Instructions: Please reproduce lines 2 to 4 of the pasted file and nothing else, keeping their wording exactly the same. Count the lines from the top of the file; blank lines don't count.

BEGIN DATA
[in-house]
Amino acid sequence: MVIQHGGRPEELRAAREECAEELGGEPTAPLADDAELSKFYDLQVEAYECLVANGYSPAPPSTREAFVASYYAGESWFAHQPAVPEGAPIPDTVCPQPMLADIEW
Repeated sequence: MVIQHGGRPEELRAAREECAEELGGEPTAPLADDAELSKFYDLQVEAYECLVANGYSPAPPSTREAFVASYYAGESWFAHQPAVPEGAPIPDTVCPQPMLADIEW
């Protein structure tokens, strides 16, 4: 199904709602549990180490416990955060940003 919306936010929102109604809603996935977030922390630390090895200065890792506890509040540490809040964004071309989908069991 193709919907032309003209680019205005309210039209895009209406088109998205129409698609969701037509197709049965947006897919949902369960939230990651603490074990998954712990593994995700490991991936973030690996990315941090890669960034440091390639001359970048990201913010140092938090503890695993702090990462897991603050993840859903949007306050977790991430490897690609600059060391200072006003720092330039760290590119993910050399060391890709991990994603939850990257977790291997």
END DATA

Amino acid sequence: MVIQHGGRPEELRAAREECAEELGGEPTAPLADDAELSKFYDLQVEAYECLVANGYSPAPPSTREAFVASYYAGESWFAHQPAVPEGAPIPDTVCPQPMLADIEW
Repeated sequence: MVIQHGGRPEELRAAREECAEELGGEPTAPLADDAELSKFYDLQVEAYECLVANGYSPAPPSTREAFVASYYAGESWFAHQPAVPEGAPIPDTVCPQPMLADIEW
């Protein structure tokens, strides 16, 4: 199904709602549990180490416990955060940003 919306936010929102109604809603996935977030922390630390090895200065890792506890509040540490809040964004071309989908069991 193709919907032309003209680019205005309210039209895009209406088109998205129409698609969701037509197709049965947006897919949902369960939230990651603490074990998954712990593994995700490991991936973030690996990315941090890669960034440091390639001359970048990201913010140092938090503890695993702090990462897991603050993840859903949007306050977790991430490897690609600059060391200072006003720092330039760290590119993910050399060391890709991990994603939850990257977790291997």